Bird flu takes toll on poultry industry

Updated: 2013-04-13 01:21

By Jin Zhu in Beijing and Wang Hongyi in Shanghai (China Daily)

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China produced 18.23 million tons of poultry meat and 28.61 million tons of poultry eggs in 2012, according to the National Bureau of Statistics.

"It is a certainty that the industry will shrink this year. Now I am also quite worried that many farmers may give up poultry farming in the future, since there are so many risks in the sector," Zhao said.

Bird flu takes toll on poultry industryAs of Friday, 43 people had contracted the H7N9 virus in China, 11 of whom had died.

More than half of the confirmed H7N9 bird flu cases in Shanghai had been in contact with live poultry recently, though the source of this lesser-known virus is still unknown.

Some of them worked in the business of live poultry while some bought live poultry at local markets, Shanghai's medical experts said.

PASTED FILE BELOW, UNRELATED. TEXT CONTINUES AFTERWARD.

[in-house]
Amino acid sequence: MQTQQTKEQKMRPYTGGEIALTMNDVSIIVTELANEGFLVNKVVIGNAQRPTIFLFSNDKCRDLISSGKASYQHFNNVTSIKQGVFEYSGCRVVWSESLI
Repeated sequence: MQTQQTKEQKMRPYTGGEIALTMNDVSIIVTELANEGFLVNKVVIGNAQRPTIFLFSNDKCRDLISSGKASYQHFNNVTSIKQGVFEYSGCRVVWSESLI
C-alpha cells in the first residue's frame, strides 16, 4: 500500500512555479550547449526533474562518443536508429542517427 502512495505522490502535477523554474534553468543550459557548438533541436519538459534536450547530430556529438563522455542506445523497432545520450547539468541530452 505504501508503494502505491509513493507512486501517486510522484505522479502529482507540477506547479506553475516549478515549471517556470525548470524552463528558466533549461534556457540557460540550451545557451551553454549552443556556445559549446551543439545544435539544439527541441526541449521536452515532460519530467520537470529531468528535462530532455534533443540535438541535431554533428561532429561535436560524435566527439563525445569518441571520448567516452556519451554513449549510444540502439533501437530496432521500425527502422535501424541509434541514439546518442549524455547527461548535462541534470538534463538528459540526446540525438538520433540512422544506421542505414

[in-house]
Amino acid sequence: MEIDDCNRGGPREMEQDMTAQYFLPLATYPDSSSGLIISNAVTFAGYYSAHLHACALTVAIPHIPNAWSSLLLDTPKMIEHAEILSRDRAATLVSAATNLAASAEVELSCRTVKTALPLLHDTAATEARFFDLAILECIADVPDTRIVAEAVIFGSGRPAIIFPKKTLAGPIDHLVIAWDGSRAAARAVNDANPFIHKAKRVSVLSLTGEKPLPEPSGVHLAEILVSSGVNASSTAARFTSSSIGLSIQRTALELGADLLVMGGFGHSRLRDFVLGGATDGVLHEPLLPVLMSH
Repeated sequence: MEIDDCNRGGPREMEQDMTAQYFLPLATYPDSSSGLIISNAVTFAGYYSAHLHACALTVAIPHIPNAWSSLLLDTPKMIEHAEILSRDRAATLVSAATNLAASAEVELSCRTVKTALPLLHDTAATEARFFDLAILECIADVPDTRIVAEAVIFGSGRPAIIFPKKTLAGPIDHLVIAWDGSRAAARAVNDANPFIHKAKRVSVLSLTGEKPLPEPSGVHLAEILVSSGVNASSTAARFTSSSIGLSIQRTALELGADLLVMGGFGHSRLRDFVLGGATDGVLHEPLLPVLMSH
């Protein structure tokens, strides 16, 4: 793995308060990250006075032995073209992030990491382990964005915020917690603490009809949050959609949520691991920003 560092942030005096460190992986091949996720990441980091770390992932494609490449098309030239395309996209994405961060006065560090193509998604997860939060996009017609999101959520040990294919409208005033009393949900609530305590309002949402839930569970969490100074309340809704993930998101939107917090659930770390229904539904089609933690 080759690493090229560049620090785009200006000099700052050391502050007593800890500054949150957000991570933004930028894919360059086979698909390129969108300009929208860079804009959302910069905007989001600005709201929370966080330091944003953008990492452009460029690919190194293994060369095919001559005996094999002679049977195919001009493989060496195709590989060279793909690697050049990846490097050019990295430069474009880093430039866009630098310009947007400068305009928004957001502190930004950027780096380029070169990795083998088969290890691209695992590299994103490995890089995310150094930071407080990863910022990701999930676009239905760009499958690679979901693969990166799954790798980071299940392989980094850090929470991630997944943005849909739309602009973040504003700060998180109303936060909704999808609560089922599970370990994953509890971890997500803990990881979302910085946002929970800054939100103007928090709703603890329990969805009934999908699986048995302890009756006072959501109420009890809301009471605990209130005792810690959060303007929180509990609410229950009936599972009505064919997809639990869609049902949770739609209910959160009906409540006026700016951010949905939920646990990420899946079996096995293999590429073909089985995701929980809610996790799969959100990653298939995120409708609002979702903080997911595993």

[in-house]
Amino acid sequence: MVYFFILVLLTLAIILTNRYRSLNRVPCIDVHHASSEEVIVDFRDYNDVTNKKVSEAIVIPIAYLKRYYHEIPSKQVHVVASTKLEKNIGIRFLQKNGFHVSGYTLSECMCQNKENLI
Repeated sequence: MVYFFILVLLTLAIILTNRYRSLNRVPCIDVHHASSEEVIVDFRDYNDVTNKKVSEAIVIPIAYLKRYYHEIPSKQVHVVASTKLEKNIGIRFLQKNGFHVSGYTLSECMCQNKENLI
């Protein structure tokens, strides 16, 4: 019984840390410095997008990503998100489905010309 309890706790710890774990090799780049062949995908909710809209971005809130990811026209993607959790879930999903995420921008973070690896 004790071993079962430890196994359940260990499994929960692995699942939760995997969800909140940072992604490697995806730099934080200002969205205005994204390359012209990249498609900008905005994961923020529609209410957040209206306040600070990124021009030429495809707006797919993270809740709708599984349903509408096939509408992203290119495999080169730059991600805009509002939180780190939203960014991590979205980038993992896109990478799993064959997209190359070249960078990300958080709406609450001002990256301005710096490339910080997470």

"Our research on the city's cases showed that more than half of these infection cases were related to live poultry. One of the effective ways of preventing infection is to avoid contact with live poultry," said Zhang Wenhong, director of the infectious diseases department of Huashan Hospital in Shanghai, at a lecture on H7N9 prevention and control on Thursday.

So far, the city has shut down 23 unlicensed poultry trading stalls and 119 roadside live poultry stands, and 34 flower and bird markets have been ordered to stop trading.

Most of the city's H7N9 cases have been found among elderly people, partly due to their weaker physical health and immune system, according to doctors.


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